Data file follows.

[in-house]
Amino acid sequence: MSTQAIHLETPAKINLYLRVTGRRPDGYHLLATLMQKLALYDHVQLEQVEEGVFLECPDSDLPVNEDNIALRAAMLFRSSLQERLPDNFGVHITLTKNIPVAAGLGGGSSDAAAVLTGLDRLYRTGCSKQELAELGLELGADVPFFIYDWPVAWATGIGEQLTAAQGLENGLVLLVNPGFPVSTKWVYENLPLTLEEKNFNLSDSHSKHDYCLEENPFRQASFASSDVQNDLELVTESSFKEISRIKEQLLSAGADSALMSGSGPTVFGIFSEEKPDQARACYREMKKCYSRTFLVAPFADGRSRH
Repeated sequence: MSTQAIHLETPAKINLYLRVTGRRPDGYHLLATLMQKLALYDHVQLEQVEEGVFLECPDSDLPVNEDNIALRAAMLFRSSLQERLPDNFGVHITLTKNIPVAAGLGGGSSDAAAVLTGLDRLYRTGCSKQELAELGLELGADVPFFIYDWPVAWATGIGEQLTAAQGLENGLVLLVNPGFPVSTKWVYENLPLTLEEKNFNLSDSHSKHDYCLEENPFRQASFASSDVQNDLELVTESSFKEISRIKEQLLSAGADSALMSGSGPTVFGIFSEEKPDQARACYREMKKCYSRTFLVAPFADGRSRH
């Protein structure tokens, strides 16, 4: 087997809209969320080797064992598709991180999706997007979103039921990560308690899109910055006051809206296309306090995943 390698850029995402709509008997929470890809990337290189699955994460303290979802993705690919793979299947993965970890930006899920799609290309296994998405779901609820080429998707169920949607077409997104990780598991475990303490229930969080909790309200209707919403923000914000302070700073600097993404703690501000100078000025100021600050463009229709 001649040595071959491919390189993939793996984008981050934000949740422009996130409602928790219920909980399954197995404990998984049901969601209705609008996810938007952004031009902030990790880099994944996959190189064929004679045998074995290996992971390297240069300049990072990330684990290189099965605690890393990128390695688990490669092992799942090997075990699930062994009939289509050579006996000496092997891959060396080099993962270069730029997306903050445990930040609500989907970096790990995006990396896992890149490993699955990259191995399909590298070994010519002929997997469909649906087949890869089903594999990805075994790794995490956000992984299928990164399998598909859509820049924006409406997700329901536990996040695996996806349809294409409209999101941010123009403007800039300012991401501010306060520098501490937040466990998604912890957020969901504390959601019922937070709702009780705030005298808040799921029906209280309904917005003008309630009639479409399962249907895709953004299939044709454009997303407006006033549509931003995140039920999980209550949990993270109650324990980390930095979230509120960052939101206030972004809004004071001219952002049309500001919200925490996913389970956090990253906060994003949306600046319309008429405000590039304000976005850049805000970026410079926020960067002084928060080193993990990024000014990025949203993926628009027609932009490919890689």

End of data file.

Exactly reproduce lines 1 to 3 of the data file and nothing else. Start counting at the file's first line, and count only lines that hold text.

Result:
[in-house]
Amino acid sequence: MSTQAIHLETPAKINLYLRVTGRRPDGYHLLATLMQKLALYDHVQLEQVEEGVFLECPDSDLPVNEDNIALRAAMLFRSSLQERLPDNFGVHITLTKNIPVAAGLGGGSSDAAAVLTGLDRLYRTGCSKQELAELGLELGADVPFFIYDWPVAWATGIGEQLTAAQGLENGLVLLVNPGFPVSTKWVYENLPLTLEEKNFNLSDSHSKHDYCLEENPFRQASFASSDVQNDLELVTESSFKEISRIKEQLLSAGADSALMSGSGPTVFGIFSEEKPDQARACYREMKKCYSRTFLVAPFADGRSRH
Repeated sequence: MSTQAIHLETPAKINLYLRVTGRRPDGYHLLATLMQKLALYDHVQLEQVEEGVFLECPDSDLPVNEDNIALRAAMLFRSSLQERLPDNFGVHITLTKNIPVAAGLGGGSSDAAAVLTGLDRLYRTGCSKQELAELGLELGADVPFFIYDWPVAWATGIGEQLTAAQGLENGLVLLVNPGFPVSTKWVYENLPLTLEEKNFNLSDSHSKHDYCLEENPFRQASFASSDVQNDLELVTESSFKEISRIKEQLLSAGADSALMSGSGPTVFGIFSEEKPDQARACYREMKKCYSRTFLVAPFADGRSRH